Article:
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Anions are ions that have gained an electron from the ground state. The number of protons stay the same, but the electrons increase. As a result the nuclear charge decreases and the electrons are not as tightly bound to the nucleus as before, thus increasing the ionic radii. For cations electrons are lost so we have the same nuclear charge but the electrons are more tightly bound to the nucleus reducing the ionic radii.
The more electrons you have in an atom, the more negative charges you will have and it will result in more negative to negative interactions. If you think of a generic bar magnet, opposite charges (+/-) attract while similar charges (-/-) repel. The same applies to these anions. The more of a negative charge you have, the more e- REPULSIONS you'll have (aka shielding) and thus the radii will increase because more electrons will push the other electrons further from the nucleus.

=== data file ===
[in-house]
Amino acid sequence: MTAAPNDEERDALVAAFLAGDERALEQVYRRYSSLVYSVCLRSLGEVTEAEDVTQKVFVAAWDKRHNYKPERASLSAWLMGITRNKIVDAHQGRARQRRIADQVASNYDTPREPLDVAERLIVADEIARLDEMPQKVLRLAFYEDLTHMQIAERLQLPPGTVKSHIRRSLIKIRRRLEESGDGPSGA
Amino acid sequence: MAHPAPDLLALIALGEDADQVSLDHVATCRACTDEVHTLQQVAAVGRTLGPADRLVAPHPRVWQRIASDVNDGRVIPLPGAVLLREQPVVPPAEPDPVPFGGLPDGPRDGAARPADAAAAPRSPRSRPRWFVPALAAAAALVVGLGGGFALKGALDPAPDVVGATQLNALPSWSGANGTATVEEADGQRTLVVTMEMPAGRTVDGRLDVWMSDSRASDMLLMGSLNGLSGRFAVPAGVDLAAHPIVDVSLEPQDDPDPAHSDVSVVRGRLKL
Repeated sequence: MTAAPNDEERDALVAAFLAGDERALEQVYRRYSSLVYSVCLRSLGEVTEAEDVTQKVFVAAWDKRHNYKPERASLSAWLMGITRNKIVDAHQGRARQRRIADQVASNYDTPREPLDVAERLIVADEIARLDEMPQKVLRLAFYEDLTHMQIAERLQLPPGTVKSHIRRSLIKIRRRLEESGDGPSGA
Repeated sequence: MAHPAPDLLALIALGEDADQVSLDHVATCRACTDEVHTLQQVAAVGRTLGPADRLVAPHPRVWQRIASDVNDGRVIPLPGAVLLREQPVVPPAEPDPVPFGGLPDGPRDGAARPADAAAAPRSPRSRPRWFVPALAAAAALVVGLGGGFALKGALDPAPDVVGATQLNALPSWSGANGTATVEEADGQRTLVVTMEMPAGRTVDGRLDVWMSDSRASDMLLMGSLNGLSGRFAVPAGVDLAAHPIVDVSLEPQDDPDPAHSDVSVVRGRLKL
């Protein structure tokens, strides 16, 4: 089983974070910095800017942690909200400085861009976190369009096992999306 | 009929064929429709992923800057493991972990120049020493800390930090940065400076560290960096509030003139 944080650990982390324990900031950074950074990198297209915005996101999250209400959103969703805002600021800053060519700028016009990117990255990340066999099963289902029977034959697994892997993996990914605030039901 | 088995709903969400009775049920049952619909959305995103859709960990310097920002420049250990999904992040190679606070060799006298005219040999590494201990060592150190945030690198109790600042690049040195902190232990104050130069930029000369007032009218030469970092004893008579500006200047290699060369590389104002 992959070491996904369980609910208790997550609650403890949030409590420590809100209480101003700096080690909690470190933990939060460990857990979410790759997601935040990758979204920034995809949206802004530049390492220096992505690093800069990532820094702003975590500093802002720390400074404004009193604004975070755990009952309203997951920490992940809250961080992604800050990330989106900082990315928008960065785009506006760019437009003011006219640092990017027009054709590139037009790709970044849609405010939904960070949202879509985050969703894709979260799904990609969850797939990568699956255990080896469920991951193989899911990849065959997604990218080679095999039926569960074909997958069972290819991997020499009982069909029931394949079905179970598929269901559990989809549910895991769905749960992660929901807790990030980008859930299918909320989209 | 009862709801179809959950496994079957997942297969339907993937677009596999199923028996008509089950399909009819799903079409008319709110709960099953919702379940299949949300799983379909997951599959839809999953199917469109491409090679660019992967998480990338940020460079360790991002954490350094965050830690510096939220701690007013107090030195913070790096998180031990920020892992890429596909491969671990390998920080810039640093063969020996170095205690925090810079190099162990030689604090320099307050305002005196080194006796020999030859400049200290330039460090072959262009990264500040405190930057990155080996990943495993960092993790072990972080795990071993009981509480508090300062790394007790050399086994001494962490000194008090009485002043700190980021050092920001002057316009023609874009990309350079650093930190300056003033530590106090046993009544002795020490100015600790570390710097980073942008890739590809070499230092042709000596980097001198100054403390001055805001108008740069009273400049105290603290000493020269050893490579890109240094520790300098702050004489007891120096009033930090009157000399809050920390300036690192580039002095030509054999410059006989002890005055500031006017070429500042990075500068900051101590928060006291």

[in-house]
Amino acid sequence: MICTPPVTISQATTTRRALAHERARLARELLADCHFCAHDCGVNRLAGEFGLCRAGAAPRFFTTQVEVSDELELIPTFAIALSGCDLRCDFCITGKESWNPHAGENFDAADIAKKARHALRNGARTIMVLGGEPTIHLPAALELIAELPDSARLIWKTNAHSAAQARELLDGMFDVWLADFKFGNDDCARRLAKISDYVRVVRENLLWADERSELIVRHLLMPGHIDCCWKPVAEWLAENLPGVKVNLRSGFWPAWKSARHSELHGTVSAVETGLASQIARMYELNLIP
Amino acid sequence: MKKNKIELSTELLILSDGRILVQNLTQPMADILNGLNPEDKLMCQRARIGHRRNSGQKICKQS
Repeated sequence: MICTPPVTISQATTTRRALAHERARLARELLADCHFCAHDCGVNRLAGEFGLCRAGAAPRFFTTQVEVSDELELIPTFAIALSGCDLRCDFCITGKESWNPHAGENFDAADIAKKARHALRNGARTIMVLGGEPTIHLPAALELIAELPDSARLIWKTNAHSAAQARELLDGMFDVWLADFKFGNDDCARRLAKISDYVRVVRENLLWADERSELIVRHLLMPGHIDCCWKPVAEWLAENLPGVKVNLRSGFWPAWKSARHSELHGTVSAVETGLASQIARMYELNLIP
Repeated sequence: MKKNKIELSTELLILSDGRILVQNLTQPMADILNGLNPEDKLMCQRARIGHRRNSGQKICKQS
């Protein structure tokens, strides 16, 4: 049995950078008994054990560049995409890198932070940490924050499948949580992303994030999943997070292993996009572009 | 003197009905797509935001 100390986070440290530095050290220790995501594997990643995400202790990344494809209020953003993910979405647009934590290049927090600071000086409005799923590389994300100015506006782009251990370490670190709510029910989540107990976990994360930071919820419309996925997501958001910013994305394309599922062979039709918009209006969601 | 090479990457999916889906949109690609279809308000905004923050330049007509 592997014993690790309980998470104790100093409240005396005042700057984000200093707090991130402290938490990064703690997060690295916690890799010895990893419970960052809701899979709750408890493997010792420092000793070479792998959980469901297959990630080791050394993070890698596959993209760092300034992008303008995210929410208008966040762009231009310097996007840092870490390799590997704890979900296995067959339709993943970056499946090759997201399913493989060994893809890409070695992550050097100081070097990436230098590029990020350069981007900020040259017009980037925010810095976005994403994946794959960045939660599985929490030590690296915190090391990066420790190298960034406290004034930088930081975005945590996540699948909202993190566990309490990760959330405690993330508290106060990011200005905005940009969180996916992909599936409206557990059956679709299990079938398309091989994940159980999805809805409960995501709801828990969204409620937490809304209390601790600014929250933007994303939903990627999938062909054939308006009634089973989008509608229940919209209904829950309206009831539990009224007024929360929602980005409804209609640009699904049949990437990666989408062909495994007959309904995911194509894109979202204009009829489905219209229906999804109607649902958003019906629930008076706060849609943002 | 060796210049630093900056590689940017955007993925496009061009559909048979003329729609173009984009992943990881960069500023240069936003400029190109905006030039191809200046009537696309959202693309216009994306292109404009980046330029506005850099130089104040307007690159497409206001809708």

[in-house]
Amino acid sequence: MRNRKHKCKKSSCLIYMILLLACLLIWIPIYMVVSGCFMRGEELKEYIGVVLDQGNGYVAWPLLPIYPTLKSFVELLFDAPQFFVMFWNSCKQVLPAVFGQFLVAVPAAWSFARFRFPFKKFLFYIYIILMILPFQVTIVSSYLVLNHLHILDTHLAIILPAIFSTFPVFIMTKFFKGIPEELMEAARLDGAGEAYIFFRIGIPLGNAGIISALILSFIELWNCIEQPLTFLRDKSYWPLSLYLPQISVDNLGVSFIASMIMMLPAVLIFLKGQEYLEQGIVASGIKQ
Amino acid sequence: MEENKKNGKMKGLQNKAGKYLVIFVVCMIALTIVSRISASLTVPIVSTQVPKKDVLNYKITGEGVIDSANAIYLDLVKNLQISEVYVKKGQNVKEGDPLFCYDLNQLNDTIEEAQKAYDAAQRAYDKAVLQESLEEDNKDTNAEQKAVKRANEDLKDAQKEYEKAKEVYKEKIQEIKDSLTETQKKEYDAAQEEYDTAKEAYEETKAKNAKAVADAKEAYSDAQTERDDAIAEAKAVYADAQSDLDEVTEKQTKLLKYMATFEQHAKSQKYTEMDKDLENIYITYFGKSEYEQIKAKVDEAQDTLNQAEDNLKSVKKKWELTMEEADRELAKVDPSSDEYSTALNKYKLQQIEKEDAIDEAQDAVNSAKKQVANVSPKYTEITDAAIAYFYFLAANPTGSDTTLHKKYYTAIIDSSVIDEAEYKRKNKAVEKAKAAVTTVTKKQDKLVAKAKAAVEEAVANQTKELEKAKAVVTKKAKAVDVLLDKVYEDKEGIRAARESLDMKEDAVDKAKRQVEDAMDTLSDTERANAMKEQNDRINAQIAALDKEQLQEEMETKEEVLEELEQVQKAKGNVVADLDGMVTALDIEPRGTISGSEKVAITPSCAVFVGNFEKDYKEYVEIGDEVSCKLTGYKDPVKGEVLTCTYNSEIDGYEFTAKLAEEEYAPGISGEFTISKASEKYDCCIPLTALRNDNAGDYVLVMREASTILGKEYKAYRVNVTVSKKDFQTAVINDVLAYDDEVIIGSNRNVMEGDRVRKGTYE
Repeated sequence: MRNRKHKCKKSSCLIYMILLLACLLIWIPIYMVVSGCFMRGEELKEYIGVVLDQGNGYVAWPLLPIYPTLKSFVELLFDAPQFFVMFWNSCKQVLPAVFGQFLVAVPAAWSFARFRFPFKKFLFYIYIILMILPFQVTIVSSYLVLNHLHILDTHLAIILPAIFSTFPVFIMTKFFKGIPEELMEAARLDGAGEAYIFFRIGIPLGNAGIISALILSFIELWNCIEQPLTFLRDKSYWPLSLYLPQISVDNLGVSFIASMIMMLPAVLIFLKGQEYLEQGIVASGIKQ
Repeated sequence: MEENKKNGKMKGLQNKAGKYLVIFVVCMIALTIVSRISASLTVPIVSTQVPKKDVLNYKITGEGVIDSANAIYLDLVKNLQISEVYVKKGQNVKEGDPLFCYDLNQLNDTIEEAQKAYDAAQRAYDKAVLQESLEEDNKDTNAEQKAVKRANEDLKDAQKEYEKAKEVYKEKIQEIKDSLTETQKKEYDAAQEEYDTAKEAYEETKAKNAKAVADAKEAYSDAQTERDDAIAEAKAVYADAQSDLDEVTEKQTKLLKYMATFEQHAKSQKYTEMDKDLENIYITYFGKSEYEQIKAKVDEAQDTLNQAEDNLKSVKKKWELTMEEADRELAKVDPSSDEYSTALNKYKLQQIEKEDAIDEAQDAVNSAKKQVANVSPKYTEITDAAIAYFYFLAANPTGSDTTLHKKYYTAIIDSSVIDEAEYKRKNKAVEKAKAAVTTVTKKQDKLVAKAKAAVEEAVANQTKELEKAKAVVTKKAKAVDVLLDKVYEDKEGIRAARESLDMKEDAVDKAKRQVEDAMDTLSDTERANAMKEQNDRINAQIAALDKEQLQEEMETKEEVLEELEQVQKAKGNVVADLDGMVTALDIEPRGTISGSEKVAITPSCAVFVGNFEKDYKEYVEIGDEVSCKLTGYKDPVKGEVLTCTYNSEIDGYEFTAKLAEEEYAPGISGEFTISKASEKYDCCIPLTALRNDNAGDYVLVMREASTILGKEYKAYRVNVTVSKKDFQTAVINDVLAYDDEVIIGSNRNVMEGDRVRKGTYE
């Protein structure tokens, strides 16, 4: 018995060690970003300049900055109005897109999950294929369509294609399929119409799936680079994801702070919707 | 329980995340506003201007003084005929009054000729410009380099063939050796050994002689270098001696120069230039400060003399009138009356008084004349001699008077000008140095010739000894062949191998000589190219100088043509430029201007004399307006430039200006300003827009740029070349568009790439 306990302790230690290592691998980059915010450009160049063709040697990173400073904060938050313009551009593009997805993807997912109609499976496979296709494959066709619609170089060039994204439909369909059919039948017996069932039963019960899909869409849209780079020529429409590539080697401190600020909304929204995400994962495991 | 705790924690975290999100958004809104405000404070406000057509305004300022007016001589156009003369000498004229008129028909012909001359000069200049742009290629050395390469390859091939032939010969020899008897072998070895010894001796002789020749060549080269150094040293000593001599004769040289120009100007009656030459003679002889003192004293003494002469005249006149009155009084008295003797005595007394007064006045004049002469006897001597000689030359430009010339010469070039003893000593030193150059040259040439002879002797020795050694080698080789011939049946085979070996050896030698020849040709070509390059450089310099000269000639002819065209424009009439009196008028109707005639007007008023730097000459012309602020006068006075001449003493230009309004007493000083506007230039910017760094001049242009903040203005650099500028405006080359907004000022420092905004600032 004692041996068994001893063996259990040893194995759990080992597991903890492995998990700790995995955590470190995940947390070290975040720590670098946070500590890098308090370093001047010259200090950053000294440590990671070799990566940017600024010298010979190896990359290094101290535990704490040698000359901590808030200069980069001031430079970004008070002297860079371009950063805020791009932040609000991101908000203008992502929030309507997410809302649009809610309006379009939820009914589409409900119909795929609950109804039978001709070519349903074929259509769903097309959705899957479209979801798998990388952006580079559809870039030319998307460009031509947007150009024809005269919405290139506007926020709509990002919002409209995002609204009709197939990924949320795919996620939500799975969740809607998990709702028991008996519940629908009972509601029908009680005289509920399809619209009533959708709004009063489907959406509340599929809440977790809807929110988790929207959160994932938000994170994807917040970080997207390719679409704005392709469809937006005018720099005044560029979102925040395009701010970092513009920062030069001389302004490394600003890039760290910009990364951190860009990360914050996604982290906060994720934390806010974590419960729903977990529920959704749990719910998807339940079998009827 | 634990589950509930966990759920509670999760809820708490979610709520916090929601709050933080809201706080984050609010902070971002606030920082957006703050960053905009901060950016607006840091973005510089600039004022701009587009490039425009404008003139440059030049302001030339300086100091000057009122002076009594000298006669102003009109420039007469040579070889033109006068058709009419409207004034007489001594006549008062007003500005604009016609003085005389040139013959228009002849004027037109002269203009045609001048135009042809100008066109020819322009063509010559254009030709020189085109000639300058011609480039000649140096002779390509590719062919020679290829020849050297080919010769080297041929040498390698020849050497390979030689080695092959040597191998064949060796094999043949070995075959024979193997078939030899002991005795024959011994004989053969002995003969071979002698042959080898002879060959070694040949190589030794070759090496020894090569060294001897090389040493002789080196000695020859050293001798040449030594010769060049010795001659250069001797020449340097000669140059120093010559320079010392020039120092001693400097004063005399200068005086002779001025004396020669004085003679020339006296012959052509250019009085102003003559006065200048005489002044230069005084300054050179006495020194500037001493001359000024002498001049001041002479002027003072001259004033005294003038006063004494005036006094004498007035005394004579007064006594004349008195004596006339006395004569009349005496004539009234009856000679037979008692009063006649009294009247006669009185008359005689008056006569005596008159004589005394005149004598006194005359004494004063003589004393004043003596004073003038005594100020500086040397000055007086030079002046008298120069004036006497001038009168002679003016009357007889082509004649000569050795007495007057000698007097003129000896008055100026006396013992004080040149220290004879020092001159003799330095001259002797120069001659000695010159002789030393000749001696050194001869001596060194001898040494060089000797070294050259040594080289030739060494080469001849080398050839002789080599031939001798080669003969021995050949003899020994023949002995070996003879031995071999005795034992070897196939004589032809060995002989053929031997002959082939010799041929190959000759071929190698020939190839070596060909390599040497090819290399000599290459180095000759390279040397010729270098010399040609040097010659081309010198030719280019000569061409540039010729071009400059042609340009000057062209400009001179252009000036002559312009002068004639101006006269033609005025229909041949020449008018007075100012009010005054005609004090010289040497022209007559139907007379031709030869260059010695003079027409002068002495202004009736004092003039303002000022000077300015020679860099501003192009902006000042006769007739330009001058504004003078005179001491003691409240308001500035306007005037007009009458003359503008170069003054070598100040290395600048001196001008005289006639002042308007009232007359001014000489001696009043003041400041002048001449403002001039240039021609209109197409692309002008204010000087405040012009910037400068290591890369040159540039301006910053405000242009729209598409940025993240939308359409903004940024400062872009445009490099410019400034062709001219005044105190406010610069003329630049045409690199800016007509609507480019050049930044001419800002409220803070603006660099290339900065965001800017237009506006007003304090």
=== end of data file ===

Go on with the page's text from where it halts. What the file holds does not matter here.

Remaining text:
Anions are larger because they add another electron, creating more electron-electron repulsion between the valence shell electrons and the electrons in the shell below it (increasing distance between the shells). Cations are smaller because they remove an electron, decreasing the amount of electron-electron repulsion between shells.
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